Nemesis by Mark Millar and Steve McNiven (2010)

nemesis 2

L: 8.5/10

M: 8/10


Analysis by wet newspaper clippings, drying in a house fire:

It’s somewhere between issues three and four of Nemesis, where the absolutely insane amount of violence begins to blur. A prison guard’s eyeball is kicked out of his head, and then a baton is jammed through the back of another’s skull, in the most graphic of splash pages I’ve ever seen. I recall fondly the first time I read this series. It was the first Mark Millar book I ever read. Immediately after reading issue one, I did a deep dive into his other work and fell in love with the Ultimates line for Marvel and some of his other MillarWorld titles. He definitely has a trademark style of making a comic that’s made for a film. I.E., Kick-Ass, Secret Service, and even the Juggernaut that is known as the Marvel Cinematic universe.

As time has gone on and my pull list has grown in diversity and volume, I can only take Mr. Millar in small doses. Every line is cranked up to eleven, and each panel is crammed full of an amount of scenery-chewing that would make the Fast and Furious franchise blush. That being said, each time a new title is announced, an immediate email is sent to my comic shop to add it to my list.

Mark Millar attracts the best of the best when it comes to the art side of his titles. Steve McNiven is one of the biggest hitters when it comes to Marvel’s current day. His art is consistently clean and easily digestible. His faces are hyper-realistic, and his action sequences flow beautifully time after time.

Nemesis is violent. The best way to describe it would be to say what if Batman was a super-villain, with even more unbelievable resources at his arsenal. That aligns perfectly for me, as I always was drawn to a title with a good villain. Almost a decade has passed since I first read this run, and I still check for updates on a sequel or a film adaptation reasonably regularly. It is safe to say that this book has made me a Millar fan-boy for life.

Analysis by a casualty of the Reddit wormhole:

Holy hell, this shit is intense!! Each time I go into reading something new in this genre, I worry that I will get lost or not understand it. I was pleasantly surprised at the flow and ease of learning this trade. In fact, as I was reading, I missed all of the third issues, which flowed so well from the second into the fourth that I didn’t even realize. While undoubtedly violent, the writing is clear enough to where all setups are followed through, and the main storyline is delivered with a crisp finality.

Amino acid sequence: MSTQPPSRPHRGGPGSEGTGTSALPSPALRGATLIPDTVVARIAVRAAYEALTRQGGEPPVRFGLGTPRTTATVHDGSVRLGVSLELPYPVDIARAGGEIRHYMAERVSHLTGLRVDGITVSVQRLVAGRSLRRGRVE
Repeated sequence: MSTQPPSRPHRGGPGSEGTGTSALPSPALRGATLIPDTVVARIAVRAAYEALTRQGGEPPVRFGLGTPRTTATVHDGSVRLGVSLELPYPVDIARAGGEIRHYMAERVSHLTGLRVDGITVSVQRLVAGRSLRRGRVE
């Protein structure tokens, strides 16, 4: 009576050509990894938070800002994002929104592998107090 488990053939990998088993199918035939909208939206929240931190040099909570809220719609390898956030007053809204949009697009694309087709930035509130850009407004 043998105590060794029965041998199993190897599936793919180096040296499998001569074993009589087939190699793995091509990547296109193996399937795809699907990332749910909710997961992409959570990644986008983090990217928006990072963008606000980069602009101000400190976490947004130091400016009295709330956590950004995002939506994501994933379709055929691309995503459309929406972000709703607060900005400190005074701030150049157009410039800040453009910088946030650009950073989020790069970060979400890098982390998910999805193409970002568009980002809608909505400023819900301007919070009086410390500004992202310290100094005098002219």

Now seriously though what the damn hell is wrong with this guy?? I love a villain. Give me your Lex Luthor or Loki, and I’m weak in the knees. I like the way a mind works that is unpredictably evil, but this may be a bit much for me. I have to say that the whole sister being pregnant with the gay brother’s baby makes you wonder what is going on in the author’s head. Clearly, he’s a layered fellow.

The artwork was intriguing and grey when not splattered with blood, which is actually rare. It’s graphic. It’s gory. It’s violent. It feeds the 13 yr old boy in me who needs all the violence and blood and guts you can dish out. Truly there is no other way for this to be illustrated. It would do the story an injustice for the visuals to be beautiful and have any soft edges at all.

In all, I enjoyed the read and will be looking for future works from Mr. Millar, who has, incidentally, been added to my top five people I have irrational crushes on list.


mark-millar
Mark Millar

mcniven
Steve McNiven

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